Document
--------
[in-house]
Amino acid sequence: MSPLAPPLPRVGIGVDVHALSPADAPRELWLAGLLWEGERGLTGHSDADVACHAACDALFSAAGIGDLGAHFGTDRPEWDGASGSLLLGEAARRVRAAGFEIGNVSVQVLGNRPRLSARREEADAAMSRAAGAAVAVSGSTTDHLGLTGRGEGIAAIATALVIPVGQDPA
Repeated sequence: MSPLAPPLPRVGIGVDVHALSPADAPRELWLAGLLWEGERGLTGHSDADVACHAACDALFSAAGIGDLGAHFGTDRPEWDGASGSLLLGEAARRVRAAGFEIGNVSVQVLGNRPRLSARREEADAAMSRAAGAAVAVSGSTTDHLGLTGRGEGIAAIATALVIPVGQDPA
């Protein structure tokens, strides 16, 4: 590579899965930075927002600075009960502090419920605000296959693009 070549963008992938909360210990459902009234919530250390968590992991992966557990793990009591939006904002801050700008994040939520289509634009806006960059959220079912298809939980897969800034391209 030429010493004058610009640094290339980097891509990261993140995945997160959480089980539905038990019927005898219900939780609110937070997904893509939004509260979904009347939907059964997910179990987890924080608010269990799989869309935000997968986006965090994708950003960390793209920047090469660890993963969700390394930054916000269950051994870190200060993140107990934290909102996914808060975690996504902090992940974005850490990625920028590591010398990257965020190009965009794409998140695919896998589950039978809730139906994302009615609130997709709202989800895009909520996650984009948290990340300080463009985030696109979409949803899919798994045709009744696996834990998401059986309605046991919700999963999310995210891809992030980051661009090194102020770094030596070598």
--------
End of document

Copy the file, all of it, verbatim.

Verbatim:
[in-house]
Amino acid sequence: MSPLAPPLPRVGIGVDVHALSPADAPRELWLAGLLWEGERGLTGHSDADVACHAACDALFSAAGIGDLGAHFGTDRPEWDGASGSLLLGEAARRVRAAGFEIGNVSVQVLGNRPRLSARREEADAAMSRAAGAAVAVSGSTTDHLGLTGRGEGIAAIATALVIPVGQDPA
Repeated sequence: MSPLAPPLPRVGIGVDVHALSPADAPRELWLAGLLWEGERGLTGHSDADVACHAACDALFSAAGIGDLGAHFGTDRPEWDGASGSLLLGEAARRVRAAGFEIGNVSVQVLGNRPRLSARREEADAAMSRAAGAAVAVSGSTTDHLGLTGRGEGIAAIATALVIPVGQDPA
């Protein structure tokens, strides 16, 4: 590579899965930075927002600075009960502090419920605000296959693009 070549963008992938909360210990459902009234919530250390968590992991992966557990793990009591939006904002801050700008994040939520289509634009806006960059959220079912298809939980897969800034391209 030429010493004058610009640094290339980097891509990261993140995945997160959480089980539905038990019927005898219900939780609110937070997904893509939004509260979904009347939907059964997910179990987890924080608010269990799989869309935000997968986006965090994708950003960390793209920047090469660890993963969700390394930054916000269950051994870190200060993140107990934290909102996914808060975690996504902090992940974005850490990625920028590591010398990257965020190009965009794409998140695919896998589950039978809730139906994302009615609130997709709202989800895009909520996650984009948290990340300080463009985030696109979409949803899919798994045709009744696996834990998401059986309605046991919700999963999310995210891809992030980051661009090194102020770094030596070598």